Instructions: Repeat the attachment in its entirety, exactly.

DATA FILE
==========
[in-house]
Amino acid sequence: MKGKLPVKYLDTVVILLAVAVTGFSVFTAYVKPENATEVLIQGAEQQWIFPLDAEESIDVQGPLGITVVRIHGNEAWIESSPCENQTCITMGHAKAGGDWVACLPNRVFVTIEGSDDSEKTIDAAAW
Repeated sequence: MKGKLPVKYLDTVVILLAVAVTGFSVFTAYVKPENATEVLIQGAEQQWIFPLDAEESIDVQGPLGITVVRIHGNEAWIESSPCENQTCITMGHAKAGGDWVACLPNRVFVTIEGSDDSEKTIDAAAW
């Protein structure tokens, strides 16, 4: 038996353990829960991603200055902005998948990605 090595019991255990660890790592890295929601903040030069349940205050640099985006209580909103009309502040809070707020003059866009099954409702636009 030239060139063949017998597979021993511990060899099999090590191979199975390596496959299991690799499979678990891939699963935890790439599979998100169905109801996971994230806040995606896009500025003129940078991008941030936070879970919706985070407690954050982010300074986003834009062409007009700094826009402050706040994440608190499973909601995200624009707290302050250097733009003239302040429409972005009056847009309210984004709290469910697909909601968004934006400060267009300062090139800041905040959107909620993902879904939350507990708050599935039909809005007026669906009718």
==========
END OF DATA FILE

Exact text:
[in-house]
Amino acid sequence: MKGKLPVKYLDTVVILLAVAVTGFSVFTAYVKPENATEVLIQGAEQQWIFPLDAEESIDVQGPLGITVVRIHGNEAWIESSPCENQTCITMGHAKAGGDWVACLPNRVFVTIEGSDDSEKTIDAAAW
Repeated sequence: MKGKLPVKYLDTVVILLAVAVTGFSVFTAYVKPENATEVLIQGAEQQWIFPLDAEESIDVQGPLGITVVRIHGNEAWIESSPCENQTCITMGHAKAGGDWVACLPNRVFVTIEGSDDSEKTIDAAAW
């Protein structure tokens, strides 16, 4: 038996353990829960991603200055902005998948990605 090595019991255990660890790592890295929601903040030069349940205050640099985006209580909103009309502040809070707020003059866009099954409702636009 030239060139063949017998597979021993511990060899099999090590191979199975390596496959299991690799499979678990891939699963935890790439599979998100169905109801996971994230806040995606896009500025003129940078991008941030936070879970919706985070407690954050982010300074986003834009062409007009700094826009402050706040994440608190499973909601995200624009707290302050250097733009003239302040429409972005009056847009309210984004709290469910697909909601968004934006400060267009300062090139800041905040959107909620993902879904939350507990708050599935039909809005007026669906009718």